Wednesday, March 31, 2010

Waving the Green Bean!

There I was, enjoying a passover seder with lovely people at my table, and as we were chatting, I found myself waving a green bean to make my point. A real green bean. Oy! Hopefully no one caught this moment on camera - the rabbi using a green bean as though it were a pointer. Of course, it could be better than the photo shots of me, the rabbi, lifting a bottle of Manichevitz instead of a glass. Never good.

My meal was lovely. I brought it from home and plated it as my table mates went through the buffet line for a meal of chicken, brisket, sweet potatoes and the like. I had steamed green beans, raw carrots, and the raw walnut pate I made earlier in the day (recipe below).

There were questions about my "diet" -- did I have health issues that "made" me have to eat like this? Do I feel deprived? Do I look forward to eating "normal" again?

Here is were those of us who have chosen a vegan/raw/healthy or similar lifestyle have to be careful not to wave the proverbial green bean in an evangelical way. (Actually, I look at it as "having been chosen" because I can't imagine me, the junk food junkie, chosing this myself, and yet it fits as naturally as worn bedroom slippers.)

I try to keep my choices to myself and not proselytize, in the way a non-smoker might, or one who newly discovers a religion or restaurant: "you gotta try it!" And yet, there is the balance of sharing information with folks who are truly interested and looking for healthful suggestions to improve their lives versus the evangelical bean waving.

Somewhere between providing guidance and experience (hence this blog as one example) and standing up and waving my green bean in everyone's face with "eat this or die!" printed on my T-shirt, is the balance or middle ground.

The longer I am on this journey -- and as of today, it is just shy of three months (so I am still a virtual newbie) - the more I feel changes in my body, my tastebuds, my energy levels.

Even today as I heated up a veggie burger -- my favorite lunch item during those first three months, I swear, I could smell the "processing." I no longer had the taste for this burger that formerly I considered healthy. Compared to a hamburger, yes, a veggie burger is healthy. But a commercially packaged and frozen veggie burger is still processed, and hardly compares to a freshly made veggie burger.

As food writer Michael Pollan writes: If a third grader cannot read and pronounce the ingredient list, it is NOT food. My commercial veggie burger did not pass this test.

Hopefully, as I write this blog, and share friendship and dinners with many of you, I will not feel the urge to proselitize. If I ever do -- just tell me to stop waving the damn Green Bean!

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The Story Behind the Garden of Eden Vegan Blog

For those of you who knew me prior to December 30, 2009, I was a veteran of the fast food culinary institute. My son, when he lived with me would ask if I had ordered the "Shabbat pizza" yet as the sun was setting Friday nights.

My idea of a good meal was a McFish sandwich, fries with extra salt, and a medium diet coke.

Everything was better covered in a rich creamy sauce and the idea of a naked baked potato was as foreign to me as walking naked in Manhattan.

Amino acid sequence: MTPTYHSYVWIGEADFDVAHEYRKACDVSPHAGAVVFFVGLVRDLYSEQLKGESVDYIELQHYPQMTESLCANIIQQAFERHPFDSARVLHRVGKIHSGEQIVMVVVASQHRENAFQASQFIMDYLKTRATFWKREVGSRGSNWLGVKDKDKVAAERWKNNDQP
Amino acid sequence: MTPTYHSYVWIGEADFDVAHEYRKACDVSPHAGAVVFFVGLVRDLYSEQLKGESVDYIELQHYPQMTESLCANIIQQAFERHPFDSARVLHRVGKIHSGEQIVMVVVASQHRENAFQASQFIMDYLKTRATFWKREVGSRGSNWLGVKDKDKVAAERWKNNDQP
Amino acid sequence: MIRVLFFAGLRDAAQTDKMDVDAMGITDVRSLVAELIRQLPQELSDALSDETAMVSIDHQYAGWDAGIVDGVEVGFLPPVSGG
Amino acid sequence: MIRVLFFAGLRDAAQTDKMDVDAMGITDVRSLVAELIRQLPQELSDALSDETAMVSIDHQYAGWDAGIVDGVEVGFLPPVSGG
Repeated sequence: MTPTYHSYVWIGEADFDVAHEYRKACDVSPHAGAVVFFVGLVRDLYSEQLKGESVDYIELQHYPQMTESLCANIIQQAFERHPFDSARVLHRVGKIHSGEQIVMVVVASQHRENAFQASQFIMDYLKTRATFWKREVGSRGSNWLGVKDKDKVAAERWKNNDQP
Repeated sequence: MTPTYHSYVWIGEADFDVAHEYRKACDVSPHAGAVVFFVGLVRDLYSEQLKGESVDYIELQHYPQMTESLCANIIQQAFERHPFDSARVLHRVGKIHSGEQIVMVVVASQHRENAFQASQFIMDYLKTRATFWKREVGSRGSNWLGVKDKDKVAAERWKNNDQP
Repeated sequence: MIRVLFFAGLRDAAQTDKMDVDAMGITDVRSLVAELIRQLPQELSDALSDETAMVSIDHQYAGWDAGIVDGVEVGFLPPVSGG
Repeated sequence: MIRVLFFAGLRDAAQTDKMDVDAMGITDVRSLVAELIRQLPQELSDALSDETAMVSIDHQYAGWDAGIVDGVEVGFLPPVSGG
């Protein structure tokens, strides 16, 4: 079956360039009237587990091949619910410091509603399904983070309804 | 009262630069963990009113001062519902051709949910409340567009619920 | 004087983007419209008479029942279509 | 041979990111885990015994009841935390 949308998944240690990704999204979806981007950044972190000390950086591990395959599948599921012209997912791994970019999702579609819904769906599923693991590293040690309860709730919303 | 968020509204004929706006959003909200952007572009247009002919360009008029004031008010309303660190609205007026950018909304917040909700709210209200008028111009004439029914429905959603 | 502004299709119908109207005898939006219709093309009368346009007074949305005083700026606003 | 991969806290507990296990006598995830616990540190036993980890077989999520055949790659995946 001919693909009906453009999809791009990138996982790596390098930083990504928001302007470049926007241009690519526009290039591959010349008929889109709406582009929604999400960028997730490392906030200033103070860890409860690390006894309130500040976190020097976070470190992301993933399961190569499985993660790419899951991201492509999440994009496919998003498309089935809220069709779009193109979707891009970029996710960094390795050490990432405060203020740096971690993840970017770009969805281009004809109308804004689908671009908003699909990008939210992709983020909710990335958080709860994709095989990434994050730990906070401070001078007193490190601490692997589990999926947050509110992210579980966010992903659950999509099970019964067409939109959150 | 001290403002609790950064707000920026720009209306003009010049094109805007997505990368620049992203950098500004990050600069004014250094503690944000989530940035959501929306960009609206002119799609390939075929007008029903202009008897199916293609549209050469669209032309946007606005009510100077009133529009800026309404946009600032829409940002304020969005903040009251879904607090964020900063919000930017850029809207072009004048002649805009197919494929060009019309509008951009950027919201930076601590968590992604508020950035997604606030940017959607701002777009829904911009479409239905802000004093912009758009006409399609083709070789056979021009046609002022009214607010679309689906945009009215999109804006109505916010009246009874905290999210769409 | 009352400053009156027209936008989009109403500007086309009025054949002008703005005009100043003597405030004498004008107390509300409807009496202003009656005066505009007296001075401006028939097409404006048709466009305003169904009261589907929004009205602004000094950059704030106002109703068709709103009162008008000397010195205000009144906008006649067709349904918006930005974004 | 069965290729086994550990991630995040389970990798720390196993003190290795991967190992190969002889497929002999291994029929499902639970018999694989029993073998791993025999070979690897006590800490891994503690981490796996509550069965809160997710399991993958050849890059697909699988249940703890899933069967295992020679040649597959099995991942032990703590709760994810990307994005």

In June of 2009 I decided to formally become a vegetarian. Although I had dabbled with this, it was not until I read Skinny Bitch that the gauntlet was thrown.

Now being a vegetarian does not sign you up for good health. I was proof of that. Chubby when I started, I indulged in pizza, french fries, cheese, cheese, butter, cheese, pizza......and became very over weight, tipping the Toledos at 200 pounds at 5'4". And taking an assortment of meds for cholesterol and GERD and who knows what else.

As the decade was waning, and with my 60th birthday approaching in the year 2010, there was a perfect storm that snapped my beak and got me in gear. The same friend who gave me Skinny Bitch, turned me on to the John McDougall website. At the same time, there was a Grand Round lecture at the hospital where I work on the book Eat to Live, and at the same time, I was tired of how I looked and felt and needed to make a change.

I regret that I did not start this blog when I changed my lifestyle, but it is better late than never.

My weight is down about 35 pounds, my size has gone from a tight 16 to a loose 12. And I am on no meds, although my vegetarian doctor and I will review my blood work within this month to see if I need anything (like b12) boosted.

I began as a Vegan Minus. Or what I call a Garden of Eden Vegan.

As you know, a Vegan eats no animals nor animal products - none. But then I subtracted oil, sugar, and processed foods.

That is a big subtraction -- but it is this subtraction that helped with weight loss, lack of cravings, increased energy, health, and vibrancy.

Now I am dabbling in raw foods and have signed up to learn with Russell James (google him).

I like the taste and health aspect of raw foods, but worry about the increased calories. So I will (hopefully) use the raw creations as a supplement to my Gan (Hebrew for Garden -- I am in a Hebrew mood today) Eden Vegan lifestyle.

My doctor said that I should write a book about this since most of her patients need it. I said, "Who, or how many, would want to do this?" We shall see. It has been easy (no cravings) and exciting as life and energy unfold before me, just as it was meant to be. (It didn't unfold over a fried fish sandwich, extra tarter sauce.)

Join me or not. Walk with me the whole journey, day trips, part of it, or not. This is my 60th year -- buckle up life, here I come.